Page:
Continental Village Residents Ask for Tax Relief

Town hopes to consolidate building inspection

By Kevin E. Foley

Residents of Continental Village came to last week’s Philipstown Town Board meeting with an old grievance that has fresh wounds. As empathetic as board members were, they could provide little balm for the residents’ complaint that they are trapped in a geographic and bureaucratic quagmire of ever-rising school taxes.

Although located in Putnam County, residents of the unincorporated Continental Village are part of Westchester County’s Lakeland School District, as are some residents of Carmel and Putnam Valley. As a result, Continental Village property owners pay a significantly higher property tax rate than they would within the Garrison Union Free School District.

Making matters worse, say residents, is that when the state’s property tax equalization formula, intended to make taxes more uniform, kicks in, they get hit worse.

“Over 10 years Continental Village has seen a 34 percent increase in property taxes, averaging between 5 to 8 percent a year,” said Michael Leonard, a town board member who owns property in Continental Village. He pointed to the Westchester towns of Cortlandt and Yorktown, which are also in the Lakeland district but have seen increases of only about 1 percent annually. Leonard compared the situation to two customers in a store paying different prices for the same product based on where they live.

Leonard recalled a comment made in 2011 by the regional director of the state’s Department of Taxation and Finance, John Wolham, who called  Continental Village “the poster child for what’s wrong with the property tax system in New York.”

The residents, including Kathleen Kourie, a real estate agent who has organized residents for several years, assert that the state’s equalization program doesn’t serve them because the formula involves averaging real estate values in Philipstown, including Garrison. “When they look at all the properties in Philipstown, they include a $13 million estate along with our average $300,000 home. We’re not Garrison.”

Both Leonard and Richard Shea, the Philipstown town supervisor, acknowledged the pain as well as past efforts the town has made to ameliorate the situation. But both emphasized that the state assembly in Albany, not the town government, is the place to seek relief.

“The long-term solution is equity between the towns of Philipstown and Cortlandt and Yorktown,” said Shea. He also lamented the reality of school district lines crossing town and county lines and said it might be desirable to have a single Philipstown school district instead of three. He quickly acknowledged such a solution (if even possible) was fraught with challenging implications, such as increased school populations and inadequate physical plants.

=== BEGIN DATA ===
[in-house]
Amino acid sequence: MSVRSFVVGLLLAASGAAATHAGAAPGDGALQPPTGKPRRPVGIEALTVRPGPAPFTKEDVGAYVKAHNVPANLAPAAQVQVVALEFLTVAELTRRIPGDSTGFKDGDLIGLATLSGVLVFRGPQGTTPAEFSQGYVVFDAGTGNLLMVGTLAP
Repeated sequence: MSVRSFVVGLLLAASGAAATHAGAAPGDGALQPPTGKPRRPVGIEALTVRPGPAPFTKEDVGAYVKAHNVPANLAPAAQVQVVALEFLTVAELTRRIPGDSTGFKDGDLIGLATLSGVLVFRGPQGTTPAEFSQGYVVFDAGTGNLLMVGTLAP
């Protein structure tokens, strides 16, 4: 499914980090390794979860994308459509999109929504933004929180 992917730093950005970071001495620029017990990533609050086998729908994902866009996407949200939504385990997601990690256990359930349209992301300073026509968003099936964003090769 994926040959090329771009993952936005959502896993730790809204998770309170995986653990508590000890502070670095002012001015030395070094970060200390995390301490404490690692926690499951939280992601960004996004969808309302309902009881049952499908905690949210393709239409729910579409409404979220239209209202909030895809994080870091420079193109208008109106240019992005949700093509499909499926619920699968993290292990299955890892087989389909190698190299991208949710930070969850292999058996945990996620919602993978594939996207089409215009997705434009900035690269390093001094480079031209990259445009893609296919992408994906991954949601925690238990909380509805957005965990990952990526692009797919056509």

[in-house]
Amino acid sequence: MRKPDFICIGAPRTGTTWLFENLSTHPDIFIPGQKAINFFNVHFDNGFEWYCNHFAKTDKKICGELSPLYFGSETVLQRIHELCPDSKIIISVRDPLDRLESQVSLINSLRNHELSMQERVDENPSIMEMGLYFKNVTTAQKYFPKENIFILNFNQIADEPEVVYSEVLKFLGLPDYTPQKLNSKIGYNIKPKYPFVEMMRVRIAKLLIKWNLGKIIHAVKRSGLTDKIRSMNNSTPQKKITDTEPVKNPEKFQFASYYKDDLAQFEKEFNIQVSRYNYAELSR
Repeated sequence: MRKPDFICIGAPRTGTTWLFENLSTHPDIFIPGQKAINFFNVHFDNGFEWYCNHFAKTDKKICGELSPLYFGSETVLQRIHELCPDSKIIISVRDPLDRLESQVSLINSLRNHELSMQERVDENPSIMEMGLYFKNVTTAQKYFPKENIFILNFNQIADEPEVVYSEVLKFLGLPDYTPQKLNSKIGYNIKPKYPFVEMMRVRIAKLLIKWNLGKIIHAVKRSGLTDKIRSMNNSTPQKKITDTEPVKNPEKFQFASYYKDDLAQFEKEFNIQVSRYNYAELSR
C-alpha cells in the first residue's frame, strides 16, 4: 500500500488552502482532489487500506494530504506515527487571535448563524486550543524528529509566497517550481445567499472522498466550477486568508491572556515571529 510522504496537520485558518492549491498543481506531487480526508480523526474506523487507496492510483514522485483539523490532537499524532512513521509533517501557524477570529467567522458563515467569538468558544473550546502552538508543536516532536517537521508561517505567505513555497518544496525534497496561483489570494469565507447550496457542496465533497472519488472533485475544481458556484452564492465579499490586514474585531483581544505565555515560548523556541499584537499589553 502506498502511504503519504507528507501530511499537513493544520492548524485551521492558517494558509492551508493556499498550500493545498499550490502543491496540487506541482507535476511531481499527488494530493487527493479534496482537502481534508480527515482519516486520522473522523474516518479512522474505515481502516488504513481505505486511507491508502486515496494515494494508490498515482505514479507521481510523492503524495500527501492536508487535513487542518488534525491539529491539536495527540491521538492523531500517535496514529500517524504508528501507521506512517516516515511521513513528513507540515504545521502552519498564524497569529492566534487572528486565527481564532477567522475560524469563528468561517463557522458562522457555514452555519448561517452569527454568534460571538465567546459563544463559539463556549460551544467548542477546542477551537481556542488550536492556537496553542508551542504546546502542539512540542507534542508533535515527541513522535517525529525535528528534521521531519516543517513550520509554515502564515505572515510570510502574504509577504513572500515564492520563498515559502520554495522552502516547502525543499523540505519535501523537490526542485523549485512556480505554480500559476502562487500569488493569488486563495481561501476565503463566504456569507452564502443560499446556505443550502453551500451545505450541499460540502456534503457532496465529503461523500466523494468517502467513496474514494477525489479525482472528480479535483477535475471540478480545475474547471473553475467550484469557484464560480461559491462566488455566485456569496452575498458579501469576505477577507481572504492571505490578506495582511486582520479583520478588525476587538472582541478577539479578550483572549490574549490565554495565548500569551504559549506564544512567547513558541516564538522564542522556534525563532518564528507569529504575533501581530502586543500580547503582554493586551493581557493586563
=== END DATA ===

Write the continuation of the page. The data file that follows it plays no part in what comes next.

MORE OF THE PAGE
Shea said he and Leonard would arrange a meeting with State Senator Sue Serino (Assemblywoman Sandy Galef was acknowledged as already engaged) and have the town assessor review the state of property assessments and also send the state tax department a representative sample of assessments to see if a special exemption might be possible for Continental Village. The last tactic has provided some limited relief in recent years but may be exhausted for the immediate future.

The residents generally expressed appreciation for the town board efforts amidst their exasperation with the situation.

Building inspector

Despite the recent resignation of the town building inspector Tim Donahue to take another job, Supervisor Shea expressed optimism that the town and Village of Cold Spring could consolidate their services to allow for one-stop shopping for all property owners in Philipstown. He said renovations would begin soon on the house behind Town Hall where the unified office would be located.

Shea said the office is still functioning with a part-time inspector who has taken on more hours. But he noted that without a certified code enforcement officer in place, the planned inspections of the Butterfield project were not being done.

Before a consolidated office could be established, negotiations must be completed with officials in Cold Spring and Nelsonville. Shea said he was open to representatives from the villages sitting in on interviews with building inspector candidates. However, Nelsonville trustee Thomas Robertson has said he believes retaining the position for the village is a key to maintaining a village government.

In other business …

  • Leonard reported progress on the restoration of cemeteries in Cold Spring that fall under town jurisdiction.
  • An agreement was reached with the town of Cortlandt for the sharing of highway equipment.
  • County legislator Barbara Scuccimarra said a county-led committee was going to meet with various groups to see what can be done to handle crowds in the area of Breakneck Ridge. There is hope the trolley traveling between Beacon and Cold Spring can be used to attract people, perhaps with docents on board to point out attractions. Lobbying the state transportation department to lower speed limits on 9D is also on the agenda.

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